When I was a kid, I spent a lot of time in the library, so I got really obsessed.  I would play records in the library, and I wanted to know what Aretha Franklin sounded like in 1960, and then I wanted to know what she sounded like in 1970, and then I wanted to know what she sounded like in 1980. These are things I wanted to know when I was 12 years old for whatever reason. I wanted to chart that, and I wanted to think that, oh, she could do this now or oh, now she’s scatting a song. There are songs in the ‘80’s Luther Vandross was recording for her, and she’s scatting.  She hadn’t scat like that in years. So, those are the kinds of things that as a kid, I was obsessed with, much in the same way kids are obsessed with Marvel comics, or that kids are obsessed with certain video games. I just could not afford Marvel comic books, but I could listen to music, and music was much more. Although my parents didn’t give me any lessons in music, they sort of supported me or were interested in buying tapes that became the music that was being played around the house.

RHR: When you are writing, what ghosts hover in the background for you?

Jericho Brown: I’ll say this about music, and I think this has to do with the ghosts. What I am thinking about when writing a poem is I am thinking of this poem as object. The other thing I think about is poem as song. When I say poem as song I mean if a poem is like a song, then I can create metaphors that speak to me when I am trying to revise the poem.

What I mean by that is the ghosts in the room for me are people like those singers, like Diana Ross or Aretha Franklin or Whitney Houston. But also the people who wrote and produced those songs where people who had ideas about what songs should be like during certain periods.  So, the truth is, Kenneth Babyface Edmonds is over my shoulder, and Barry Gordy is over my shoulder, and Michael Masse is over my shoulder, and Holland-Dozier-Holland is over my shoulder and so is Valerie Simpson.

Those people are people I think of as being over my shoulder because when I am writing a poem and I’m having a problem, I try to think about what they would do? And these are very inventive people. We don’t really think about how inventive these people were. Holland-Dozier-Holland because they were always trying to make for new sounds. They would have instruments that did not even exist in the United States flown to the United States until they could find ways to use them. Or they would do things like have people bring in bike chains and just throw the chains on the floor and find ways to use those sounds later.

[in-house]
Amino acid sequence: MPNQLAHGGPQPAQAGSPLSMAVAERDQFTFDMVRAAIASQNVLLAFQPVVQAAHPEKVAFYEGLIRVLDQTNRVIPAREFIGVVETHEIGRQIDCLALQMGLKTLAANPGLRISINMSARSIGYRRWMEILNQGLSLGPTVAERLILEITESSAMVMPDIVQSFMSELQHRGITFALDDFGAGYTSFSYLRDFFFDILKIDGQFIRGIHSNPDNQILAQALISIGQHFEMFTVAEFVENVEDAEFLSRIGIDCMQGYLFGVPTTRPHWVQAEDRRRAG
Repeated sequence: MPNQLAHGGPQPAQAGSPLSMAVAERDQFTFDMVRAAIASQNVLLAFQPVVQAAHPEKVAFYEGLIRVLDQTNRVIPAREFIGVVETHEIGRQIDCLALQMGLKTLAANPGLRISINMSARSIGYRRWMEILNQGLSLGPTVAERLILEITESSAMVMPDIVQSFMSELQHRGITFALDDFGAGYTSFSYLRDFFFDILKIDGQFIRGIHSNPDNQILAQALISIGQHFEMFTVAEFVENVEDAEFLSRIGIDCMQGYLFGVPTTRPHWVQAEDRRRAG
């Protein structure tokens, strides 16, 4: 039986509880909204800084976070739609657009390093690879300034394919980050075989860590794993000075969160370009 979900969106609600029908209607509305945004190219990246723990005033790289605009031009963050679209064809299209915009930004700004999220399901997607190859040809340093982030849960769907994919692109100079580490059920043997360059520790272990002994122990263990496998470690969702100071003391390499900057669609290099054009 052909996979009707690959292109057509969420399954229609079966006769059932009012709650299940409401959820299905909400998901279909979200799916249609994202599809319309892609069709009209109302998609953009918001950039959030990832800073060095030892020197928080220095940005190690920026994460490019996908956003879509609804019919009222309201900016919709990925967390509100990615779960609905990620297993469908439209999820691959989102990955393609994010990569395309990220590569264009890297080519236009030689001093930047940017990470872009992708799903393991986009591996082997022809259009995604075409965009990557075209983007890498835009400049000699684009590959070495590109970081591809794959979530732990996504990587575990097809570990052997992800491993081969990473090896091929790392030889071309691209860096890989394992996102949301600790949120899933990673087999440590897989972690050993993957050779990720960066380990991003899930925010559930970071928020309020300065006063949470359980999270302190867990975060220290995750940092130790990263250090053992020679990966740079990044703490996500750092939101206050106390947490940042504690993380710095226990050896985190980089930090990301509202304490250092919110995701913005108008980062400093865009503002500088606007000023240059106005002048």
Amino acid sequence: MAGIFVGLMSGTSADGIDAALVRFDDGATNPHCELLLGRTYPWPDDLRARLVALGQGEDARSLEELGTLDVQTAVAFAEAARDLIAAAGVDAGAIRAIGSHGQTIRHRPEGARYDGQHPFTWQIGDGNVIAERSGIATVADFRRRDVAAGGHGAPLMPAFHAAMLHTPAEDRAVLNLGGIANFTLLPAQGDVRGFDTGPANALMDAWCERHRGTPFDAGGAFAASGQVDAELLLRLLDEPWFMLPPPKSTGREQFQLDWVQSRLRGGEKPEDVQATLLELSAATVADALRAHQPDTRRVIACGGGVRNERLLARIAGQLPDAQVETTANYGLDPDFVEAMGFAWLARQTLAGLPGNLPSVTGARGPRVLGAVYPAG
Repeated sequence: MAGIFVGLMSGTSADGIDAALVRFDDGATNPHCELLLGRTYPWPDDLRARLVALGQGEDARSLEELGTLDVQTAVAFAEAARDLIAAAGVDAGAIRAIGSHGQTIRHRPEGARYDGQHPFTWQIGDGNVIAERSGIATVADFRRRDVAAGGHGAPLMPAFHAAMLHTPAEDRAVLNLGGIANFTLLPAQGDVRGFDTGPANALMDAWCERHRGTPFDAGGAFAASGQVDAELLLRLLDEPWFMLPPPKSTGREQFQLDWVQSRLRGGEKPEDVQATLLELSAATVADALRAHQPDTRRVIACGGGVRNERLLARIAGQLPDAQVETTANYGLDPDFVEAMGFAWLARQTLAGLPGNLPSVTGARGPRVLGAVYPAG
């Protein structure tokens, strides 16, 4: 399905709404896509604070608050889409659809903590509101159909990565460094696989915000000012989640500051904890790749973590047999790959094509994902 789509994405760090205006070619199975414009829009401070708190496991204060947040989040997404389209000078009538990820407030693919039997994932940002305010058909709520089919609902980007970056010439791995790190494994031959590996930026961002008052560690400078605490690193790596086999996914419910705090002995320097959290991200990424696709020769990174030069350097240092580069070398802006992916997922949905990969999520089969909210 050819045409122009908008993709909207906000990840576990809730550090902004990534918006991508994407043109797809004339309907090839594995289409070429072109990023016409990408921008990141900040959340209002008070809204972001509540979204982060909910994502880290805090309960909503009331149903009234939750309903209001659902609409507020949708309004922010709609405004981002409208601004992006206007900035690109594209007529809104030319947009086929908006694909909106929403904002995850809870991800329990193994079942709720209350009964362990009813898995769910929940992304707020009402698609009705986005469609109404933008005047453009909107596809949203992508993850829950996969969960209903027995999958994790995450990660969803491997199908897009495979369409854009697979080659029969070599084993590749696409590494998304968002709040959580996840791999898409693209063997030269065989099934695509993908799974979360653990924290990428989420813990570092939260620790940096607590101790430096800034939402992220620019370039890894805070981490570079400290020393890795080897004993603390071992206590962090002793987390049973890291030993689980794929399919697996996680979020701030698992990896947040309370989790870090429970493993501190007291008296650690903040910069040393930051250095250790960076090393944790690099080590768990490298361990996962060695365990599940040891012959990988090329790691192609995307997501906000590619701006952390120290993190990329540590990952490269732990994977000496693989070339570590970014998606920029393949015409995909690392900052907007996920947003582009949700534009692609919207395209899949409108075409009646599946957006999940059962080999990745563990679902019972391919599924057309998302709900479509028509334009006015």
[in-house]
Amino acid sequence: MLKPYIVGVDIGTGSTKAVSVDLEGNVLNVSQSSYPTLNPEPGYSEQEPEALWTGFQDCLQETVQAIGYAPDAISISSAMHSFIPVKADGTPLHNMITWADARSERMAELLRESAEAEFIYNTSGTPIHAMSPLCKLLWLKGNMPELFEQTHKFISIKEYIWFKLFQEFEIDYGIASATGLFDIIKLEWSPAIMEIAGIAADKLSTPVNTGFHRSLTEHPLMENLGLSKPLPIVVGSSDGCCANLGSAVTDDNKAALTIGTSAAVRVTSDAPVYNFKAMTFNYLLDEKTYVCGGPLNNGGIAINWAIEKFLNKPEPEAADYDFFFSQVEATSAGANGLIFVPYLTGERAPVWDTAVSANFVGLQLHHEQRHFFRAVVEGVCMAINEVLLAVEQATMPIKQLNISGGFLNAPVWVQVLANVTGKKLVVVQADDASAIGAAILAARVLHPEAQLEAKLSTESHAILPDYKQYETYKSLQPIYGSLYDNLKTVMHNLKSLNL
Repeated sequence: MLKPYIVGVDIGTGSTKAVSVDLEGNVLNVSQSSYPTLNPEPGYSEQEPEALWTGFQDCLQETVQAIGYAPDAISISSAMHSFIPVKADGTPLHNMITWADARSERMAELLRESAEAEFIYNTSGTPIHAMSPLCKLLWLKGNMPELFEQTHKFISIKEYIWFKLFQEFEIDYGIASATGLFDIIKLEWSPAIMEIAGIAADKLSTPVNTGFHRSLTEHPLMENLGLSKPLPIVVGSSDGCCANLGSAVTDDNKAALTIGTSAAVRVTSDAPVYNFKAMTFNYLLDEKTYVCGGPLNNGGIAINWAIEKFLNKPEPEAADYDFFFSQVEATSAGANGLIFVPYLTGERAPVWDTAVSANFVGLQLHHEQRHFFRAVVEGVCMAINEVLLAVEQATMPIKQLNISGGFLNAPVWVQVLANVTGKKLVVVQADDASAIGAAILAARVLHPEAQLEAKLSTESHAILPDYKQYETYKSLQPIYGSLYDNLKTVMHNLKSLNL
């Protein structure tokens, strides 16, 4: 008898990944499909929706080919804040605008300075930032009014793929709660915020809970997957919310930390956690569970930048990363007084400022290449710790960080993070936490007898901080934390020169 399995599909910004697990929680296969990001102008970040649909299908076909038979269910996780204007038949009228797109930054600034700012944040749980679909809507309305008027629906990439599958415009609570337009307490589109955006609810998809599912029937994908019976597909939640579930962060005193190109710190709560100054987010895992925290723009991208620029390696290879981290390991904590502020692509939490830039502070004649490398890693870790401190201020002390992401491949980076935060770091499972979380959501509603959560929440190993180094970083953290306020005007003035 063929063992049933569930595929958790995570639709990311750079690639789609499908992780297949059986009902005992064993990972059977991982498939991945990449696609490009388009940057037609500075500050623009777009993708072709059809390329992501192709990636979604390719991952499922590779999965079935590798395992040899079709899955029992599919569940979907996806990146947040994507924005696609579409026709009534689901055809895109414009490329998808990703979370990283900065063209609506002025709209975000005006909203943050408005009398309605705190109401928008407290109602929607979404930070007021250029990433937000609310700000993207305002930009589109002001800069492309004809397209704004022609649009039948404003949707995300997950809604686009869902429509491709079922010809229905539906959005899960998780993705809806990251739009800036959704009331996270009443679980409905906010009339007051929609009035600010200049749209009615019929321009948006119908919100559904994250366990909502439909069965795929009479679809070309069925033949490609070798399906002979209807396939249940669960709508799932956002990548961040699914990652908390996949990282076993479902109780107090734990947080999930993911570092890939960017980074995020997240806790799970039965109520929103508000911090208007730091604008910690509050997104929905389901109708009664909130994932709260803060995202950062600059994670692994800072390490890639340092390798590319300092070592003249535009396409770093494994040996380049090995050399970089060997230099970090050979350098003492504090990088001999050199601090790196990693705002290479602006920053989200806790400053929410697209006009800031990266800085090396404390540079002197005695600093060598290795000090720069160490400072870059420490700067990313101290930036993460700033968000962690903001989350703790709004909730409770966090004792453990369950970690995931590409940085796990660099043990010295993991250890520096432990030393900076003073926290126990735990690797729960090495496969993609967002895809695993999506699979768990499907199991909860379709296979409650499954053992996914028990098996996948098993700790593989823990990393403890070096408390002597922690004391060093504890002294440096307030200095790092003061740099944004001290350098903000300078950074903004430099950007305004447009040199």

I think that it’s important that when you are writing a poem, you have a metaphor for poetry that is not poetry but something completely separate from poetry. For me,  music is the metaphor. For somebody else it might be roller skating or running or cooking or going shopping at the mall. The thing is that you really have to have some other interest so you can look at the poem and say, “How is this thing like that thing?”

Somebody like LeBron James might be in the room because I’m thinking about just plain old excellence. Somebody like Serena Williams might be in the room because I’m thinking about excellence. Because you know, I am thinking I need to make a poem that is like what they do when they hit a tennis ball or when they put a the ball through the net. My poem needs to be like that.

And then there are all those writers. Baldwin is very important to me because he is and was such a truth teller, such a spiritual person who was really trying, in my opinion, really trying to figure out how to make use of his spiritual self in his writing and how to reconcile the person he was as an adult to the Christian he was as a child.

Essex Hemphill is a very powerful poet, but he also wrote essays. He was a community oriented poet, you know. He helps me think about my poems as useful objects. That’s the  reason that I like to say or use “microwave.” I think about music in the way I do is because I know it creates in people a feeling, and that feeling allows for a different sense of how they can relate to one another when they are in a space or in the space together.